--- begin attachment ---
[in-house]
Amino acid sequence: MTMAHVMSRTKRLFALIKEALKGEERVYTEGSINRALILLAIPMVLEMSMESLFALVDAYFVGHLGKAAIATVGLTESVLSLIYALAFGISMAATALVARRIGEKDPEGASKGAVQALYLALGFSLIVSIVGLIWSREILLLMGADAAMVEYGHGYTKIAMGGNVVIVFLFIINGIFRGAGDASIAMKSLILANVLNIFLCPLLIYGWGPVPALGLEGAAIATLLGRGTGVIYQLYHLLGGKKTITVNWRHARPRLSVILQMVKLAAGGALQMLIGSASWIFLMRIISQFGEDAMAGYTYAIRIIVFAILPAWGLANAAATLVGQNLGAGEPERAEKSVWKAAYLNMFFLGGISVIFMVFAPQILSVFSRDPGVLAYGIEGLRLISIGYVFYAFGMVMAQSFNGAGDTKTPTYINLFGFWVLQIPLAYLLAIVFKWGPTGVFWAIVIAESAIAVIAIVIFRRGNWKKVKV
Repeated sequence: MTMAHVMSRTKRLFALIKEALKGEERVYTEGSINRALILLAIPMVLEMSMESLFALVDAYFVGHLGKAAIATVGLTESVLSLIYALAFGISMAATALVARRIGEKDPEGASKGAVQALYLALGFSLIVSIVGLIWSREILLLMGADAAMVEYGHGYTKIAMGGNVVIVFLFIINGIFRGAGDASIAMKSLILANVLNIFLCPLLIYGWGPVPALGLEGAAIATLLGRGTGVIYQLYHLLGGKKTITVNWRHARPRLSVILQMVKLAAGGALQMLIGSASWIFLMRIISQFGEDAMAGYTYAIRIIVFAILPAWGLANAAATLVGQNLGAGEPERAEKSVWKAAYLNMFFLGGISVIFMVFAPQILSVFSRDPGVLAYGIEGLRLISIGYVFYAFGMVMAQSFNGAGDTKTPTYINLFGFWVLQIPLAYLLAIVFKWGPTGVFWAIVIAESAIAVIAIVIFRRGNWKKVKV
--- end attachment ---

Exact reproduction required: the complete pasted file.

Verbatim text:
[in-house]
Amino acid sequence: MTMAHVMSRTKRLFALIKEALKGEERVYTEGSINRALILLAIPMVLEMSMESLFALVDAYFVGHLGKAAIATVGLTESVLSLIYALAFGISMAATALVARRIGEKDPEGASKGAVQALYLALGFSLIVSIVGLIWSREILLLMGADAAMVEYGHGYTKIAMGGNVVIVFLFIINGIFRGAGDASIAMKSLILANVLNIFLCPLLIYGWGPVPALGLEGAAIATLLGRGTGVIYQLYHLLGGKKTITVNWRHARPRLSVILQMVKLAAGGALQMLIGSASWIFLMRIISQFGEDAMAGYTYAIRIIVFAILPAWGLANAAATLVGQNLGAGEPERAEKSVWKAAYLNMFFLGGISVIFMVFAPQILSVFSRDPGVLAYGIEGLRLISIGYVFYAFGMVMAQSFNGAGDTKTPTYINLFGFWVLQIPLAYLLAIVFKWGPTGVFWAIVIAESAIAVIAIVIFRRGNWKKVKV
Repeated sequence: MTMAHVMSRTKRLFALIKEALKGEERVYTEGSINRALILLAIPMVLEMSMESLFALVDAYFVGHLGKAAIATVGLTESVLSLIYALAFGISMAATALVARRIGEKDPEGASKGAVQALYLALGFSLIVSIVGLIWSREILLLMGADAAMVEYGHGYTKIAMGGNVVIVFLFIINGIFRGAGDASIAMKSLILANVLNIFLCPLLIYGWGPVPALGLEGAAIATLLGRGTGVIYQLYHLLGGKKTITVNWRHARPRLSVILQMVKLAAGGALQMLIGSASWIFLMRIISQFGEDAMAGYTYAIRIIVFAILPAWGLANAAATLVGQNLGAGEPERAEKSVWKAAYLNMFFLGGISVIFMVFAPQILSVFSRDPGVLAYGIEGLRLISIGYVFYAFGMVMAQSFNGAGDTKTPTYINLFGFWVLQIPLAYLLAIVFKWGPTGVFWAIVIAESAIAVIAIVIFRRGNWKKVKV